Going over the board
Sir — As if poor teaching and an unnecessarily extensive syllabus were not enough, primary school students in West Bengal will now be taking board examinations (“Class II board exams”, April 18). This latest whim of the government is a step backwards since the thrust these days is on making education interesting and fun. Instead of having fun, children will now experience examination trauma early. And the priority the average Bengali parent places on good results rather than on a meaningful education will not help matters either.
S. Pradhan, Calcutta
Sir — The recent lecture delivered by the chief minister of West Bengal at the Confederation of Indian Industry meet casts doubts about his seriousness about inviting fresh capital into the state (“Buddha, business bleed for Iraq”, April 10). The meeting was intended to woo industrialists to a state which has stopped being an exciting proposition for industry. Buddhadeb Bhattacharjee, instead of focussing on the problem, chose to use the occasion to lash out at the United States of America and the United Kingdom for their involvement in Iraq. That he could not draw the line between his role as the chief minister and a party ideologue shows how synonymous Alimuddin Street has become with the Writers’ Buildings. But did he not realize that unless the head of the government starts talking sense, the credibility of the state will continue to take a beating'
The tall promises foreign governments make to the state will vanish into thin air if they suspect that the intentions of the state government are not honest, or worse, that the government remains mired in its age-old rhetoric. It is alright if party leaders choose to vent their anger before their cadre in the Maidan, but it is unbecoming of the chief minister to dishonour his guests from the foreign embassies by ranting against their government at an official function.
S. Ram, Calcutta
Sir — My question to the chief minister of West Bengal: Will you now deny American and British aid with the same vigour that you defended Iraq' Beggars cannot be choosers, Mr Bhattacharjee.
Mohun Roy, Calcutta
Sir — The chief minister is a staunch communist and his emotional outburst against US intervention in Iraq was also just. But he should have kept in mind the state’s interests first. Another thing, our comrades call rallies for the sake of Iraqis but remain silent when there is a gruesome killing in Kashmir. Why such double standards'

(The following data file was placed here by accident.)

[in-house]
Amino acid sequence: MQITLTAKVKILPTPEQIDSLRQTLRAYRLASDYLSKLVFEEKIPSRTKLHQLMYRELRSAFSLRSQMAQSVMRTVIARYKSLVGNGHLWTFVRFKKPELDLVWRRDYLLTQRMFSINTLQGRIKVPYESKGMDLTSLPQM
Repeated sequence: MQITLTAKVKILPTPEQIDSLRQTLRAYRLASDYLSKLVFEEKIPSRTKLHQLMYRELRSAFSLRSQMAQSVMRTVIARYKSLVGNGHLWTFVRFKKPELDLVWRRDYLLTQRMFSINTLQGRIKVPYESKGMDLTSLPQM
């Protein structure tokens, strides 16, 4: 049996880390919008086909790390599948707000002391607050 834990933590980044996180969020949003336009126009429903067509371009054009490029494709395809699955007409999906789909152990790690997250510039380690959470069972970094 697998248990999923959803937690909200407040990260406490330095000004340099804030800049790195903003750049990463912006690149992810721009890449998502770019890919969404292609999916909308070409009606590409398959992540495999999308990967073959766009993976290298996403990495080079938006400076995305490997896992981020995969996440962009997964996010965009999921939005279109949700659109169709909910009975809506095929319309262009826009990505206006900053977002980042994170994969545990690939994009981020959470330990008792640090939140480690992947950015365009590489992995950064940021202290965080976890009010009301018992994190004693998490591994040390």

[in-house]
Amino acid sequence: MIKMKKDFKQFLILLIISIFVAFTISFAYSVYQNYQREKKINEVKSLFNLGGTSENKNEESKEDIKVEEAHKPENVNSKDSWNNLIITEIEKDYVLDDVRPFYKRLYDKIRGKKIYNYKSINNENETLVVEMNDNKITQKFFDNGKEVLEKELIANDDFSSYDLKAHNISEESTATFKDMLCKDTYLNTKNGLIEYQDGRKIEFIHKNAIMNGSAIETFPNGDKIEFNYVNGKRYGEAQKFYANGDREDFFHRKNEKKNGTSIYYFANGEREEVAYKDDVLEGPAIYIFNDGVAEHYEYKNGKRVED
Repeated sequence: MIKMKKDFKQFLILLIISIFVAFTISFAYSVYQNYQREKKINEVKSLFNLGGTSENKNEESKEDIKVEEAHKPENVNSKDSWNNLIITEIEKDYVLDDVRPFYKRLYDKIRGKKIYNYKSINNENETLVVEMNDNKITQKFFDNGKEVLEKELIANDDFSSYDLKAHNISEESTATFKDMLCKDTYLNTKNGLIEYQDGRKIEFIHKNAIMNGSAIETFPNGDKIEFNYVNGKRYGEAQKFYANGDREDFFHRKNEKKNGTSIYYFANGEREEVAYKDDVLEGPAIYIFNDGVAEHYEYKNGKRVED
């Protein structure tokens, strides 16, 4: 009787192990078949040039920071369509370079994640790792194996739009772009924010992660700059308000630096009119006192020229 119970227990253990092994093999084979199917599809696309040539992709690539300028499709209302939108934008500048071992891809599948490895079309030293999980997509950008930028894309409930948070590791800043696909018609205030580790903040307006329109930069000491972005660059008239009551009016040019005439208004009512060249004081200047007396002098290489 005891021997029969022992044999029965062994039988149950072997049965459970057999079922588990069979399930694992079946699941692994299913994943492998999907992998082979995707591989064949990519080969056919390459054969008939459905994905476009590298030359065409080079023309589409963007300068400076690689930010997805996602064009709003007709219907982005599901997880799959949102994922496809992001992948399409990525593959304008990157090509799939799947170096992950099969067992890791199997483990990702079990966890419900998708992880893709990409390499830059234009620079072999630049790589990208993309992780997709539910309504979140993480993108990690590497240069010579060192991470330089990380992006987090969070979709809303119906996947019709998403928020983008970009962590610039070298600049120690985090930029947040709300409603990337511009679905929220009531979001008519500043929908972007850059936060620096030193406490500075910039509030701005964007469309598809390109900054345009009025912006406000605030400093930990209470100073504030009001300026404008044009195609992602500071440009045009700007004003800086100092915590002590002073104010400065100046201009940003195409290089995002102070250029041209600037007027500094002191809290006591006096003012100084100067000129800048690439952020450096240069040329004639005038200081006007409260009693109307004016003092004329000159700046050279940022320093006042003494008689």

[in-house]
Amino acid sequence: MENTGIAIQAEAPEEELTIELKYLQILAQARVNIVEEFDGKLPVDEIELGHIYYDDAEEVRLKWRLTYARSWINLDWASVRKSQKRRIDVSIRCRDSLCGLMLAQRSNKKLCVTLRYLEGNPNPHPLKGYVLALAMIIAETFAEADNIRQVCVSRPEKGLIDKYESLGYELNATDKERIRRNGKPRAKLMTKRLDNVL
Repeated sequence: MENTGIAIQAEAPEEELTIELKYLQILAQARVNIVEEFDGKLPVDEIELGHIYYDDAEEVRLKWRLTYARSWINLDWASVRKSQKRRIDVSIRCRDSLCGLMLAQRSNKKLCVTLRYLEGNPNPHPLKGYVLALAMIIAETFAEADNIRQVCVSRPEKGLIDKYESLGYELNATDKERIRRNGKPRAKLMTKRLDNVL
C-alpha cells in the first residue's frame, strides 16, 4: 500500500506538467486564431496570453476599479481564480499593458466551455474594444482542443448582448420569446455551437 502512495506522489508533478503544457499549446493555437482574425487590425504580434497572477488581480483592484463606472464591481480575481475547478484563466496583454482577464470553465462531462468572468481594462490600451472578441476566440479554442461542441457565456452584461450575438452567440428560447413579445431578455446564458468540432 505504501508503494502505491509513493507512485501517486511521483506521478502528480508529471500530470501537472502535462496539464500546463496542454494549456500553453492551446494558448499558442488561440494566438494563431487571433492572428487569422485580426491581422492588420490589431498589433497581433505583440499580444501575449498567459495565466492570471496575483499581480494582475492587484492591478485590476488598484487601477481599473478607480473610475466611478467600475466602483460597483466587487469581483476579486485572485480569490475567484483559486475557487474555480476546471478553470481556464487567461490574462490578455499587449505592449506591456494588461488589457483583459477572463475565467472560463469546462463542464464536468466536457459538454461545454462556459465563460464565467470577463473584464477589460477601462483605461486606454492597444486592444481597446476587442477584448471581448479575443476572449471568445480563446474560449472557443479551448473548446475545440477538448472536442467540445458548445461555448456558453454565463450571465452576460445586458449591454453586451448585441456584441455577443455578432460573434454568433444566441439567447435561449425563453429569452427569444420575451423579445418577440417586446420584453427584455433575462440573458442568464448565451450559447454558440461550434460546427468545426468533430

B.C. Dutta, Calcutta
Sir — The ranking of Calcutta as the 36th in road transport, 24th in communication and 11th in education among 36 states in the country by Bibek Debroy and Laveesh Bhandari should serve as an an eyeopener to many who continue to live in fool’s paradise (“The city map”, April 11). There can be no denying that West Bengal has missed the bus to development. Once a role model for other states, West Bengal now typifies mediocrity and sloth. Worse, we have bureaucrats, who in their loyalty towards their political masters, are ever-ready to feed them wrong information. Bandhs, rallies and America-bashing are fine, but where will all this lead us'
Suman Roy, Durgapur
Sir — Passengers on board the April 17 Indian Airlines flight to Delhi from Bhubaneswar showed what a unanimous action could achieve. The aircraft was supposed to pick up the Union minister of civil aviation and was consequently delayed because of that. But the flight had to leave without the minister on board as a result of severe protests from the passengers. Bravo! These people have showed that no one is too special. The incident should serve as a warning for other politicians who regularly delay flights without sparing a thought about the inconvenience of their co-passengers.
R. Sekar, Angul